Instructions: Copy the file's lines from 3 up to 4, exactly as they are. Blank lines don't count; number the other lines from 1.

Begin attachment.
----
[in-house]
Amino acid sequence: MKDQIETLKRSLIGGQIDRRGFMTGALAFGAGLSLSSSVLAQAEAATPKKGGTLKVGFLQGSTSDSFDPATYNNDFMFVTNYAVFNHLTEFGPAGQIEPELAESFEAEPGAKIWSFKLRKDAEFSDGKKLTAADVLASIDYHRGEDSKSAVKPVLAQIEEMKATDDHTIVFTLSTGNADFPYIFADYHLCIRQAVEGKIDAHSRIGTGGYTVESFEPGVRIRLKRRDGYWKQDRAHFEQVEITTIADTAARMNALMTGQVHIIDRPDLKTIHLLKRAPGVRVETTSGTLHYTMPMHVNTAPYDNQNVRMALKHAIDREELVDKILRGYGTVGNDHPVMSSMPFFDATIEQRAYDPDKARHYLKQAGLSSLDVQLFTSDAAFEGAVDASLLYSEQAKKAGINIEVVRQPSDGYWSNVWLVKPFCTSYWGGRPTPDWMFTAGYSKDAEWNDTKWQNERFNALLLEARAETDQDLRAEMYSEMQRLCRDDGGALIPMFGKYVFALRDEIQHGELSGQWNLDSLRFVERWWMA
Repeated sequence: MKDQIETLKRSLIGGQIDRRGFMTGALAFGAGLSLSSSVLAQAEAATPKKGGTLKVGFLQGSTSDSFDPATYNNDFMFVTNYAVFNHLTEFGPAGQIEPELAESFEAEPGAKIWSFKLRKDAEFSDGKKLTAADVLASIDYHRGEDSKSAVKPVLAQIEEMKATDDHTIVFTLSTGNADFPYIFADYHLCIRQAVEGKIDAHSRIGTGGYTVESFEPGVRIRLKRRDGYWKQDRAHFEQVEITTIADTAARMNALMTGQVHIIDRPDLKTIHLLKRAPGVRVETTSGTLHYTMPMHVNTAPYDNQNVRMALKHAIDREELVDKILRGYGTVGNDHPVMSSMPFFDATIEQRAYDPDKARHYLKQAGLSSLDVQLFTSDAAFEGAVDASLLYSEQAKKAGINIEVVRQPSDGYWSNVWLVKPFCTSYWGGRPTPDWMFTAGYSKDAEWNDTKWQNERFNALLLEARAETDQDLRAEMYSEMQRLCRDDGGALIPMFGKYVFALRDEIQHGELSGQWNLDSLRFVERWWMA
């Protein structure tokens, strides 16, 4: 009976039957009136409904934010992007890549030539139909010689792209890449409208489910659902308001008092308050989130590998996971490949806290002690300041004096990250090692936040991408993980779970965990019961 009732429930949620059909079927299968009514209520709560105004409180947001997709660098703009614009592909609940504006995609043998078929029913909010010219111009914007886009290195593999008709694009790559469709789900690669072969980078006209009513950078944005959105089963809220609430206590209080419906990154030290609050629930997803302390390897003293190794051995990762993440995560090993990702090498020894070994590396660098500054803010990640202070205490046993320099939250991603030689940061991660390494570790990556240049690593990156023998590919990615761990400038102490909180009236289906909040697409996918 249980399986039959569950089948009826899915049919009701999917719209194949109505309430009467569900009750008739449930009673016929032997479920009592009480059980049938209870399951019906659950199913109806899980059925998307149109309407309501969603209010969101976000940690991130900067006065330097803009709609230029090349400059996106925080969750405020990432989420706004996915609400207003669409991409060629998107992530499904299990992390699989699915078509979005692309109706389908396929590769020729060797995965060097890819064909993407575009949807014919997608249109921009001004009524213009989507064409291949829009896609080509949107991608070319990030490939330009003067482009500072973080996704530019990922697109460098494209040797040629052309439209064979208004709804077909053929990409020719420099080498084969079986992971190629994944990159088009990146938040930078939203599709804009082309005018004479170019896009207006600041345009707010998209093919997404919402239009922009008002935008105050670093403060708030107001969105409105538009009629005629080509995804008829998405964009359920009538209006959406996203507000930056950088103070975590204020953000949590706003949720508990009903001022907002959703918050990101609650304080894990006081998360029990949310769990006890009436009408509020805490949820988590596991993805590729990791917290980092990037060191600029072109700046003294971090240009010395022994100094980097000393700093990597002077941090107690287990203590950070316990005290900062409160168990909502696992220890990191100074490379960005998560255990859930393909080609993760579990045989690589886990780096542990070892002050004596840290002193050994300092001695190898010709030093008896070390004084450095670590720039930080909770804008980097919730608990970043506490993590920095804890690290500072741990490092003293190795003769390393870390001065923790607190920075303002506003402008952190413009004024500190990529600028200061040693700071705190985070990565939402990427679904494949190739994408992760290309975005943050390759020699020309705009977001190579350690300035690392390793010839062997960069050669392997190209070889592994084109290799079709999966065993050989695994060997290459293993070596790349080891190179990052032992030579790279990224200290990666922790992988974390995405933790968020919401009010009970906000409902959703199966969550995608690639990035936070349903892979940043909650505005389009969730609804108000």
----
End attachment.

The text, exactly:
Repeated sequence: MKDQIETLKRSLIGGQIDRRGFMTGALAFGAGLSLSSSVLAQAEAATPKKGGTLKVGFLQGSTSDSFDPATYNNDFMFVTNYAVFNHLTEFGPAGQIEPELAESFEAEPGAKIWSFKLRKDAEFSDGKKLTAADVLASIDYHRGEDSKSAVKPVLAQIEEMKATDDHTIVFTLSTGNADFPYIFADYHLCIRQAVEGKIDAHSRIGTGGYTVESFEPGVRIRLKRRDGYWKQDRAHFEQVEITTIADTAARMNALMTGQVHIIDRPDLKTIHLLKRAPGVRVETTSGTLHYTMPMHVNTAPYDNQNVRMALKHAIDREELVDKILRGYGTVGNDHPVMSSMPFFDATIEQRAYDPDKARHYLKQAGLSSLDVQLFTSDAAFEGAVDASLLYSEQAKKAGINIEVVRQPSDGYWSNVWLVKPFCTSYWGGRPTPDWMFTAGYSKDAEWNDTKWQNERFNALLLEARAETDQDLRAEMYSEMQRLCRDDGGALIPMFGKYVFALRDEIQHGELSGQWNLDSLRFVERWWMA
């Protein structure tokens, strides 16, 4: 009976039957009136409904934010992007890549030539139909010689792209890449409208489910659902308001008092308050989130590998996971490949806290002690300041004096990250090692936040991408993980779970965990019961 009732429930949620059909079927299968009514209520709560105004409180947001997709660098703009614009592909609940504006995609043998078929029913909010010219111009914007886009290195593999008709694009790559469709789900690669072969980078006209009513950078944005959105089963809220609430206590209080419906990154030290609050629930997803302390390897003293190794051995990762993440995560090993990702090498020894070994590396660098500054803010990640202070205490046993320099939250991603030689940061991660390494570790990556240049690593990156023998590919990615761990400038102490909180009236289906909040697409996918 249980399986039959569950089948009826899915049919009701999917719209194949109505309430009467569900009750008739449930009673016929032997479920009592009480059980049938209870399951019906659950199913109806899980059925998307149109309407309501969603209010969101976000940690991130900067006065330097803009709609230029090349400059996106925080969750405020990432989420706004996915609400207003669409991409060629998107992530499904299990992390699989699915078509979005692309109706389908396929590769020729060797995965060097890819064909993407575009949807014919997608249109921009001004009524213009989507064409291949829009896609080509949107991608070319990030490939330009003067482009500072973080996704530019990922697109460098494209040797040629052309439209064979208004709804077909053929990409020719420099080498084969079986992971190629994944990159088009990146938040930078939203599709804009082309005018004479170019896009207006600041345009707010998209093919997404919402239009922009008002935008105050670093403060708030107001969105409105538009009629005629080509995804008829998405964009359920009538209006959406996203507000930056950088103070975590204020953000949590706003949720508990009903001022907002959703918050990101609650304080894990006081998360029990949310769990006890009436009408509020805490949820988590596991993805590729990791917290980092990037060191600029072109700046003294971090240009010395022994100094980097000393700093990597002077941090107690287990203590950070316990005290900062409160168990909502696992220890990191100074490379960005998560255990859930393909080609993760579990045989690589886990780096542990070892002050004596840290002193050994300092001695190898010709030093008896070390004084450095670590720039930080909770804008980097919730608990970043506490993590920095804890690290500072741990490092003293190795003769390393870390001065923790607190920075303002506003402008952190413009004024500190990529600028200061040693700071705190985070990565939402990427679904494949190739994408992760290309975005943050390759020699020309705009977001190579350690300035690392390793010839062997960069050669392997190209070889592994084109290799079709999966065993050989695994060997290459293993070596790349080891190179990052032992030579790279990224200290990666922790992988974390995405933790968020919401009010009970906000409902959703199966969550995608690639990035936070349903892979940043909650505005389009969730609804108000």